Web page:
I’m getting very good at receiving those “late night” calls. 10 months ago I received a call about Corey’s accident. Immediately after Monday nights post, Caitlin called from Philadelphia. She was heading home from a girlfriends house in Old City around 10pm carrying several bags of groceries when she stepped out of her friend’s apartment and fell off the stoop…Our forefathers brick and mortar are not as structurally sound as they first were. She thought she just twisted it but realized it was a bit more serious than she thought. Reluctantly she called me to take her to the ER.
I headed into Philly at 2am to take her to Thomas Jefferson. After 2 ½ hours, she was discharged with crutches and a diagnosis of a sprained ankle. Caitlin doesn’t have class on Tuesday’s so we decided to take her home so she could rest. I on the other hand caught an hour’s nap and headed to work. When I returned home I was teasing Caitlin and Corey that I have two of my three children using alternative means of transportation to get around…JohnPaul better lock himself in his apartment to be safe…doesn’t everything come in three’s?!
We had a special appointment for Corey Tuesday night. When we were in NY swimming, the lifeguard that helped us carry Corey into the pool shared that he was a College student studying Physical Therapy with a minor in Behavioral Disabilities. He hopes to become a Physical Therapist and plans on working with patients that not only have disabilities but neurological disorders as well. I was intrigued by his major. It made me think of the University of Delaware just 8 miles south of our home. They have one of the best PT programs in the Philadelphia/Delaware area. I called a friend that is an alumni and a prominent figure in the PT world in our area. She made a few calls to help research the program which led to an appointment with the Director at the PT College. UofD is known for their Sports Therapy training. They have recently joined John Hopkins in researching and working with their neurologists to begin a division of their PT school that will focus on therapy for behavioral disabilities. Therapy for Stroke, ABI and TBI is much different than Sports therapy.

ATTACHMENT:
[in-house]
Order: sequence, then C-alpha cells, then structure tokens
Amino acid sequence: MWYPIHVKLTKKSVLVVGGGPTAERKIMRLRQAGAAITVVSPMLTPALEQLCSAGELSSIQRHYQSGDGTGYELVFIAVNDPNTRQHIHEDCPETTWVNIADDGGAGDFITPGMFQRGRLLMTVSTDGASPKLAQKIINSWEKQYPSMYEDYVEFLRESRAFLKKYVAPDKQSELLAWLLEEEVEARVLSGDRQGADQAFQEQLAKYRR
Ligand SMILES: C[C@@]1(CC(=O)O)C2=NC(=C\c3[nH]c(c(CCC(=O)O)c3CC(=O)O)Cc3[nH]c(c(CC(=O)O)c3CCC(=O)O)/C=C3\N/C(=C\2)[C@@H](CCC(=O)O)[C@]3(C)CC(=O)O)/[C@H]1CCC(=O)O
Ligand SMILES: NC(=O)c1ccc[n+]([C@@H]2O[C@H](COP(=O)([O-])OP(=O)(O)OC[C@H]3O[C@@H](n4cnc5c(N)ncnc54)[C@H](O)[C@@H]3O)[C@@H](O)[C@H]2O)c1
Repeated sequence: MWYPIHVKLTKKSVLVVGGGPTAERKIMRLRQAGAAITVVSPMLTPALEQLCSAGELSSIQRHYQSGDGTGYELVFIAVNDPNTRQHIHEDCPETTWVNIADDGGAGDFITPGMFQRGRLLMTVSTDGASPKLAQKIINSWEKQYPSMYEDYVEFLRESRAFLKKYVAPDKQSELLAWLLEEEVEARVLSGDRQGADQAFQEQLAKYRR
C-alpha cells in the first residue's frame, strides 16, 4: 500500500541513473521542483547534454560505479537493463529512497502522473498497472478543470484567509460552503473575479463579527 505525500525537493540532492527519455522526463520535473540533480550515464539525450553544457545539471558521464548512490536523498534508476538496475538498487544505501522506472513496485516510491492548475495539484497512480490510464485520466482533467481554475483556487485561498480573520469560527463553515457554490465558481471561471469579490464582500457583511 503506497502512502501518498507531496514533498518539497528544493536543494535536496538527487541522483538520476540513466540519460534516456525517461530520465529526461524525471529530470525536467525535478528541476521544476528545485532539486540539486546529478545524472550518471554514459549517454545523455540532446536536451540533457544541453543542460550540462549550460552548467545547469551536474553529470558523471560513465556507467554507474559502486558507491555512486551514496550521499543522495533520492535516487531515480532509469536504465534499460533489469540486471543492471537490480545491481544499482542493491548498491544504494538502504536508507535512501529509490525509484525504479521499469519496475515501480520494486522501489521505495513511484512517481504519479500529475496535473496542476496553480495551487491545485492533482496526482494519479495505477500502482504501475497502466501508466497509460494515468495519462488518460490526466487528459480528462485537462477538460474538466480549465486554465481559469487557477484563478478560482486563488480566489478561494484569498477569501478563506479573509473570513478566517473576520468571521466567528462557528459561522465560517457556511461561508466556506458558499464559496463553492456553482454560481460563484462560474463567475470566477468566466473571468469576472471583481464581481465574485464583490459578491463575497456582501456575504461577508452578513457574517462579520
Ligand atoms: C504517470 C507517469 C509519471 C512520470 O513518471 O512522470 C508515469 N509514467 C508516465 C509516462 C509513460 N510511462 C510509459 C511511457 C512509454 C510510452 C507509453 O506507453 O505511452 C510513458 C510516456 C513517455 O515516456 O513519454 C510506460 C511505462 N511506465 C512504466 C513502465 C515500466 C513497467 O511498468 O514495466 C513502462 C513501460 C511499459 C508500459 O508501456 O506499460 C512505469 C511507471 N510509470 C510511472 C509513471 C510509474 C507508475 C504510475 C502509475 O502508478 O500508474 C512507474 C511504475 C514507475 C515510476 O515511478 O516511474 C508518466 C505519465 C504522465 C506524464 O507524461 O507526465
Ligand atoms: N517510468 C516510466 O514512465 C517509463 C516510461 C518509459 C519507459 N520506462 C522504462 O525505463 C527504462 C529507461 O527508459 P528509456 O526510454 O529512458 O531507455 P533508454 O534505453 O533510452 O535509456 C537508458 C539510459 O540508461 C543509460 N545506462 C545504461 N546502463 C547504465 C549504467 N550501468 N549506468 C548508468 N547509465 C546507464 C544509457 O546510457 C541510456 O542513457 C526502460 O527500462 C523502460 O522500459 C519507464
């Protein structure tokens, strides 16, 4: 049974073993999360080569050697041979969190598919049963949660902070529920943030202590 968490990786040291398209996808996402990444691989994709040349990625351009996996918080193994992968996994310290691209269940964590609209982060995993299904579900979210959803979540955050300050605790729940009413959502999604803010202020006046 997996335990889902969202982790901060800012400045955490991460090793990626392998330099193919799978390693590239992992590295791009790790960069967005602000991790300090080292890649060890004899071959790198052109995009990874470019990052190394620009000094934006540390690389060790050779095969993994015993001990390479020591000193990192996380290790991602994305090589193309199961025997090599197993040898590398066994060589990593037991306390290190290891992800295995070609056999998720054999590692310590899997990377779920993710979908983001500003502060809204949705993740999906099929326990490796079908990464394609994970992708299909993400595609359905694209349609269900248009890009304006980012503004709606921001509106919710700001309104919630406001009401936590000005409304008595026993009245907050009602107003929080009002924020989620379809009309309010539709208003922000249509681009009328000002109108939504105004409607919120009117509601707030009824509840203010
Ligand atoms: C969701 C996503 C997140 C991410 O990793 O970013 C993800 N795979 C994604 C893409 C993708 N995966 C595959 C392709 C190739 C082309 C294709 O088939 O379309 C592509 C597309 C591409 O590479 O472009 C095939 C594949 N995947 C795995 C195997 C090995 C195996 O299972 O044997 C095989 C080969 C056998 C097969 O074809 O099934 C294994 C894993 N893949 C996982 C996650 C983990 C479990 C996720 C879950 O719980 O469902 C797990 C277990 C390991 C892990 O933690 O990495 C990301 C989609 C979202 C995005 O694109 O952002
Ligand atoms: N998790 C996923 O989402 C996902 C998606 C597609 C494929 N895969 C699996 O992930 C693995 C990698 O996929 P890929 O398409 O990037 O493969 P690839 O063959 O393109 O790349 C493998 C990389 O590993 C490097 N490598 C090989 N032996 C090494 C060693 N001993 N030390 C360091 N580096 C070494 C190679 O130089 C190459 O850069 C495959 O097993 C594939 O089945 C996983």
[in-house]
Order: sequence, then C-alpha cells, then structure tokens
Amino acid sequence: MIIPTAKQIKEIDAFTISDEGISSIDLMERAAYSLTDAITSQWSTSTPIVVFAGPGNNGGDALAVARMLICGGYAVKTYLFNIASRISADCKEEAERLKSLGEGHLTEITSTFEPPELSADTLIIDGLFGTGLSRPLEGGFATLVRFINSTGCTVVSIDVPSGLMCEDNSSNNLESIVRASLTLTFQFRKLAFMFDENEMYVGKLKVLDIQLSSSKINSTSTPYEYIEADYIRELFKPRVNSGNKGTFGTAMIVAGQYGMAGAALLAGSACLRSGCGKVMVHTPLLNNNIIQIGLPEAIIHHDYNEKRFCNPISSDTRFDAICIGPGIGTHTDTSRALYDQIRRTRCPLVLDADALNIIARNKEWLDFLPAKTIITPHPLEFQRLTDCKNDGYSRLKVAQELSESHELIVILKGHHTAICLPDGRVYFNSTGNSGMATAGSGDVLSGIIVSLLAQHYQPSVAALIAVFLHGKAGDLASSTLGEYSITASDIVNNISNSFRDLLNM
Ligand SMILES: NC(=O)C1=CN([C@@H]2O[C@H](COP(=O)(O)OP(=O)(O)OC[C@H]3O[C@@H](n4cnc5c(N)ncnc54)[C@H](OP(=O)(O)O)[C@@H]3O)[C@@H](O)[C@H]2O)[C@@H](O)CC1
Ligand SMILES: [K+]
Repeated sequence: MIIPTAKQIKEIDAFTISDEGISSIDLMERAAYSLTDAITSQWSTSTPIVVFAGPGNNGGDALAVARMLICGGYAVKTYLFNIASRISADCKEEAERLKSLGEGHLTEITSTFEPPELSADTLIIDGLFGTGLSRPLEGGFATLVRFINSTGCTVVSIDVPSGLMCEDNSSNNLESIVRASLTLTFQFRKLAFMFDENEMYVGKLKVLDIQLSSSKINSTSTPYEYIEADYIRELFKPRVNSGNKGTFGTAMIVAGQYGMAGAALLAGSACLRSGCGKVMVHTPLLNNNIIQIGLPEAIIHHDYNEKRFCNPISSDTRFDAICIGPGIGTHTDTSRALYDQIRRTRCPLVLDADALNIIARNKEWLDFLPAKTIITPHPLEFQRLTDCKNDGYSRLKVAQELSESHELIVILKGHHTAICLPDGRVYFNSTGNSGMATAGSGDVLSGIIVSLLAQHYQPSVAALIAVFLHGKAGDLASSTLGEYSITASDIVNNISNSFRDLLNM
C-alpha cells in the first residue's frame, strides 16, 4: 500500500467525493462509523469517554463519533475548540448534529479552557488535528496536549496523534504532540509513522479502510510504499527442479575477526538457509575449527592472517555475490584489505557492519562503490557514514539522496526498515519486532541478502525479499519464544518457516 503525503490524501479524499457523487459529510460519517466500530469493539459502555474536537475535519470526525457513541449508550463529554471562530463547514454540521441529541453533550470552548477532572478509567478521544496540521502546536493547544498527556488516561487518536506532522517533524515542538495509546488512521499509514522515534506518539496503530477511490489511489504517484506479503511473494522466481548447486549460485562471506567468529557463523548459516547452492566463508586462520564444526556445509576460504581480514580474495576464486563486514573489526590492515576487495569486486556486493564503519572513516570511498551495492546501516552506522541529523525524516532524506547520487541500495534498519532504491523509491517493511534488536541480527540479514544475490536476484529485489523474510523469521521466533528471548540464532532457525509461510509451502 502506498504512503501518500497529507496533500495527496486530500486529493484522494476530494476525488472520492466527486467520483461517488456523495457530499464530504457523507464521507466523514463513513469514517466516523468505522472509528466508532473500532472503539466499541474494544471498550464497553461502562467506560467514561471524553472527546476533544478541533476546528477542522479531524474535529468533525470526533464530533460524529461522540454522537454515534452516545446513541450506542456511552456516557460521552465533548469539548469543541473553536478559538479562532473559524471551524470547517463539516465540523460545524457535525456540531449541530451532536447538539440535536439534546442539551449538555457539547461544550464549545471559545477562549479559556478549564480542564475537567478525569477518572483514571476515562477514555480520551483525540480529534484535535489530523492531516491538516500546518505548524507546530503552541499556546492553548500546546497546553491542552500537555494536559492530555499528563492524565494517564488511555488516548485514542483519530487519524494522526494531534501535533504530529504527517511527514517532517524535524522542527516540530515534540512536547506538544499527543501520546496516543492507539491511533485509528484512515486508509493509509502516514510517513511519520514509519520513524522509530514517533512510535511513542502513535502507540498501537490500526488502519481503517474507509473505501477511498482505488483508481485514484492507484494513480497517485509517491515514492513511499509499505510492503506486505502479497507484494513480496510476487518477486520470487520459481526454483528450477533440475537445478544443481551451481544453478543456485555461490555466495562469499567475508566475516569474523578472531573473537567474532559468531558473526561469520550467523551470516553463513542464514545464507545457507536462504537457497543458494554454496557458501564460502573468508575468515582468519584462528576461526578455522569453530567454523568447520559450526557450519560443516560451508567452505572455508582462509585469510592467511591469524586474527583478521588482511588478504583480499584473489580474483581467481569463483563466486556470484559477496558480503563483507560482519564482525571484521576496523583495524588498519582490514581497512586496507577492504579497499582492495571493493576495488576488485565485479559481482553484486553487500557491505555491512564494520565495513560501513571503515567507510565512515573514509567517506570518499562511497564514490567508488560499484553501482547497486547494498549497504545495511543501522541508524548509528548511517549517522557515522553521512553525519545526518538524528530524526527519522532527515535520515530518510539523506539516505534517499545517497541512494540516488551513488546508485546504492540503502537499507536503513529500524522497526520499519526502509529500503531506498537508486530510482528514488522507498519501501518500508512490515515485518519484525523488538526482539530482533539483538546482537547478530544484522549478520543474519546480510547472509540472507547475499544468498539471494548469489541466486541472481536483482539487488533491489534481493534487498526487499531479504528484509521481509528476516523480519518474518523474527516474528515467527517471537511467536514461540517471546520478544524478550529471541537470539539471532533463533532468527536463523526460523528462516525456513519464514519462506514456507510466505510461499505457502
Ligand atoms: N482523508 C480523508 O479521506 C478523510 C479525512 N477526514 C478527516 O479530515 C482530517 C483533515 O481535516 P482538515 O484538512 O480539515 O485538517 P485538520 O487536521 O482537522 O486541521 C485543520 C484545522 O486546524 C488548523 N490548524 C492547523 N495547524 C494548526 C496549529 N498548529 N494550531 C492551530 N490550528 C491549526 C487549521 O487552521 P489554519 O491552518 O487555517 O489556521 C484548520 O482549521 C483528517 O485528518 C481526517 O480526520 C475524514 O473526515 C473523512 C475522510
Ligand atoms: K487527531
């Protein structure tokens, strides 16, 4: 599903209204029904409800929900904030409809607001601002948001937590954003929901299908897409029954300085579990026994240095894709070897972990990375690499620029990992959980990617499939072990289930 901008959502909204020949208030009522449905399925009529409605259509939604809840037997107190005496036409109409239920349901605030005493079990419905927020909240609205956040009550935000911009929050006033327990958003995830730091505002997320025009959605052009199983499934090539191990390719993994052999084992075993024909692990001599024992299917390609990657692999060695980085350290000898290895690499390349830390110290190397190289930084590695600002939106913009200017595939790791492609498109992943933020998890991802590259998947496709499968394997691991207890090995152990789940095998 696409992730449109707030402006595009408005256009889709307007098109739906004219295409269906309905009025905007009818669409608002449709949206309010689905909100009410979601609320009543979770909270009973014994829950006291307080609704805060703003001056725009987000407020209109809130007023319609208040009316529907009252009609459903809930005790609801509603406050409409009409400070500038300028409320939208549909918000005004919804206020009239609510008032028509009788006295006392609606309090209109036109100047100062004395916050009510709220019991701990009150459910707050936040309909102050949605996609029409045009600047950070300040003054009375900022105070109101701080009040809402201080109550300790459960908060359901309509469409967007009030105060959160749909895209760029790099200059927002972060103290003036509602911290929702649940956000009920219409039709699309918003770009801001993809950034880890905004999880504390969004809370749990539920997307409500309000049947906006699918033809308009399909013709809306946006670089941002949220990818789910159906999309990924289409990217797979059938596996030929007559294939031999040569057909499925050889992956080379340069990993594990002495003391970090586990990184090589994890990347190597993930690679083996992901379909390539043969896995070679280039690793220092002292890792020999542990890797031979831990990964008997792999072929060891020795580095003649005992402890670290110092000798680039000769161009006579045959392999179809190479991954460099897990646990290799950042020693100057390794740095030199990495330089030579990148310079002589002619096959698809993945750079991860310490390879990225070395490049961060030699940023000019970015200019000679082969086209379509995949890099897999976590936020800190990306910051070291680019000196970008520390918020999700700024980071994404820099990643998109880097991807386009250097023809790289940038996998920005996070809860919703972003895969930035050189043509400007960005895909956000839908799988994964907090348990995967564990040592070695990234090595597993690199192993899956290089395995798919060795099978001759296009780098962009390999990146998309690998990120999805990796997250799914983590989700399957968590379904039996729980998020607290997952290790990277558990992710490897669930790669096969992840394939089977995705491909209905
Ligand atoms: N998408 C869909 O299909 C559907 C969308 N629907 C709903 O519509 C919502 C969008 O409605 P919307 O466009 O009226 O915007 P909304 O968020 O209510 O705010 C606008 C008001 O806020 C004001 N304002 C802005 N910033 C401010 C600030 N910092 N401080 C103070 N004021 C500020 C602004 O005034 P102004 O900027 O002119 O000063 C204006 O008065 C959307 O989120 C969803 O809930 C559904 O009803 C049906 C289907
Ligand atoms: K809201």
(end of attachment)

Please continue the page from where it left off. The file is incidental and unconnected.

The director was blown away by Corey’s abilities. Their team tested her flexibility, range, strength and challenged several of her OT, Speech and Cognitive abilities. The director was very excited to see what Corey could do after “just 10 months”.
Their team also took the time to measure her foot drop. The foot drop has increased due to the lack of standing for extended periods of time on a daily basis. The foot drop is the most common and greatest challenge to prevent for most patients that cannot get the regular, aggressive therapy that is so critical. Rather than ask me all the questions, the Director wanted Corey to become involved in her evaluation. Her input was critical. Corey was writing her answers to communicate with the Director and her assistant. The Director told Corey that there are many different activities they could focus on with her. If she could pick one thing she would want to focus on, what would it be? She wrote, ‘WALK’. The director said, ‘Okay, let’s do it’.
The PT Lab has a special machine that is similar to the Hoyer lift. Instead of lifting Corey in a sling to move her, she is strapped into a harness that hangs from the top of the machine. (Picture hanging from a parachute) The lift is positioned over a treadmill. Corey is lifted to a standing position. One therapist is behind her at her waist keeping her trunk straight, helping her to shift her weight at the hips; and two therapists manipulate the left and right leg as she “walks”. Corey loved it! She looked over at me with a little grin as if to say, ‘Hey Mom, look at me’. She walked for 4 minutes, they took a rest and then she walked for an additional 4 minutes. (check out the photo gallery) The Director was amazed at her balance and stamina.
We are hoping that Corey will be accepted into their program. They have early morning and evening hours to accommodate my work schedule. She will be going twice a week for the next 3 weeks to be evaluated. If she passes the criteria required, she could be entered into a program long term. Keep your fingers crossed!
Corey today was another busy day. Each therapist that comes to work with you is so excited to see the daily changes. I listen to myself as I share the details of your progress with new therapists and nurses that require your history. It’s amazing to me to think of what you’ve achieved in 10 months, the last 8 weeks, especially the last two weeks.
You have had plenty of challenges and more are likely to be on the way. There is only one way to continue to face those challenges and that’s to keep looking forward. No matter what else is going on, life is what we chose to make it.
You show me how to live this important lesson everyday; with a smile! 🙂 xoxo